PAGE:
A haunting ghost story from the French mountains.
The Great War took much more than lives. It robbed a generation of friends, lovers and futures. In Freddie Watson's case, it took his beloved brother and, at times, his peace of mind. Unable to cope with his grief, Freddie has spent much of the time since in a sanatorium.
In the winter of 1928, still seeking resolution, Freddie is travelling through the French Pyrenees - another region that has seen too much bloodshed over the years. During a snowstorm, his car spins off the mountain road. Shaken, he stumbles into the woods, emerging by a tiny village. There he meets Fabrissa, a beautiful local woman, also mourning a lost generation. Over the course of one night, Fabrissa and Freddie share their stories of remembrance and loss. By the time dawn breaks, he will have stumbled across a tragic mystery that goes back through the centuries.
By turns thrilling, poignant and haunting, this is a story of two lives touched by war and transformed by courage.
In Mosse's wisp of a new novel (after Sepulchre), Freddie Watson is a stilted young man who has not gotten over older brother George's disappearance on the Western Front during WWI. It is now 10 years since the Armistice, and Freddie, after a stay in a mental institution, has come to the French Pyrenees to find peace. While motoring through a snowstorm, he crashes his car and ends up in the small village of Nulle, where he meets a beautiful young woman named Fabrissa. In the course of an evening, Fabrissa tells Freddie a story of persecution, resistance, and death, hinting at a long-buried secret. By the next morning, she is gone, leaving Freddie alone to unlock a ghostly mystery hidden for 600 years. This is a staunchly old-fashioned story, taking fully 100 pages to get moving, and by the time things pick up, the gist of the narrative will be obvious to anyone who has ever sat through a Twilight Zone episode. Freddie's obtuseness does little to help along a gruel-thin story.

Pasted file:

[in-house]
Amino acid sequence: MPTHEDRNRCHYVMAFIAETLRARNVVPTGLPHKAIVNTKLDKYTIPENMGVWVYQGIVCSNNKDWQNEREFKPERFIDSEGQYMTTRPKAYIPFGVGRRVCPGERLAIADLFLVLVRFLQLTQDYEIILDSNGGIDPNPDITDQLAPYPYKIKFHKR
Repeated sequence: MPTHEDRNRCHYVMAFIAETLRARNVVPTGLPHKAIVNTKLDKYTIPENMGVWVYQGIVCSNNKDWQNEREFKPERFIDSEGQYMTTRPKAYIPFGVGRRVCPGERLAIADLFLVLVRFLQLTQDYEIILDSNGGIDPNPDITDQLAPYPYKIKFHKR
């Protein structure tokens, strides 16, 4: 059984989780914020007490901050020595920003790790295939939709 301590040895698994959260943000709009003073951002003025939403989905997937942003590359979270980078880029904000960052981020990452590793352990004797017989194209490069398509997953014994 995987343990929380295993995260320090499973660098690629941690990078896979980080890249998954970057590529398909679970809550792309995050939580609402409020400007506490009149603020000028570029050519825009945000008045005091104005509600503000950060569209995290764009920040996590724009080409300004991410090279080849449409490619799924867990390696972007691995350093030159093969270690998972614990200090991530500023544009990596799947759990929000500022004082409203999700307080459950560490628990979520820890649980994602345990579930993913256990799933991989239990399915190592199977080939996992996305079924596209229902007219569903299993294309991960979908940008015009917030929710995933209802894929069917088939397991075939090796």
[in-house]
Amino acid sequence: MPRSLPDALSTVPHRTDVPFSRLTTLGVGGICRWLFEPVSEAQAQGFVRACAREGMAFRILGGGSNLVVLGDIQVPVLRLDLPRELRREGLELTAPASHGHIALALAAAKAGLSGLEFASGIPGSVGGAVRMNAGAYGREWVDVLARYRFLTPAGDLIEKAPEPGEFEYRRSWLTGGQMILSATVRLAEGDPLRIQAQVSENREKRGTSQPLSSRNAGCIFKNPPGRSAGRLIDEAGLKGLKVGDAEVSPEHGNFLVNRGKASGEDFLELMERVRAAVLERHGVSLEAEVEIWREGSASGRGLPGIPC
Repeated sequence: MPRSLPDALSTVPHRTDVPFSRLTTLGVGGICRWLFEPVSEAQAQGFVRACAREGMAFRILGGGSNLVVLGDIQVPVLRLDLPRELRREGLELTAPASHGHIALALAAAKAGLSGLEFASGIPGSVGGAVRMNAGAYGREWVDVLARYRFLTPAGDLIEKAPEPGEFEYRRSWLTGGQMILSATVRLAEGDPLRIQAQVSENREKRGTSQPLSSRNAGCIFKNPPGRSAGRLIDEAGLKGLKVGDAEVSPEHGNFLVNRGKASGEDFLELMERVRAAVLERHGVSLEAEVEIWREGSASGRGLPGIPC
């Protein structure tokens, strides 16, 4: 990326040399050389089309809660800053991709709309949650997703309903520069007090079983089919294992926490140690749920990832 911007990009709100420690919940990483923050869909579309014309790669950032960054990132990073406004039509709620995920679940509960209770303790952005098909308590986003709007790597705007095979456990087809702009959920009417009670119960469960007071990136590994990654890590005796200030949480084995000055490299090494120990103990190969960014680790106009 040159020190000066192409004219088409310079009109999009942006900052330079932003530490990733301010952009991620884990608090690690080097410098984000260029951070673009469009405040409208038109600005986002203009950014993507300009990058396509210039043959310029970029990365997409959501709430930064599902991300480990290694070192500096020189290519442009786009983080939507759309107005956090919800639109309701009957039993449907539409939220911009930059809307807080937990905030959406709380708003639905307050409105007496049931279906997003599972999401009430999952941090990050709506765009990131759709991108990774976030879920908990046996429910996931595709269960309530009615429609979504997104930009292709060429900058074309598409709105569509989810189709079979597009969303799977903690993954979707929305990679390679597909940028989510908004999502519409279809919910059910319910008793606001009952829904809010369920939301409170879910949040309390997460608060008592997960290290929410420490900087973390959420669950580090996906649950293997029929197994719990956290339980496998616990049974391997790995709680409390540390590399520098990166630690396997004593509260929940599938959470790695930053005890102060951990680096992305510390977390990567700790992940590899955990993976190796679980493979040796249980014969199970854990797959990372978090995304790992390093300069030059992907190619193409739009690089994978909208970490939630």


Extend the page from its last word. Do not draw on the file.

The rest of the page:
Customer ReviewsSee All
I read this book in one sitting. One of the most gripping stories I have read in a long time.
I must admit that this book isn't as good as other books she has written.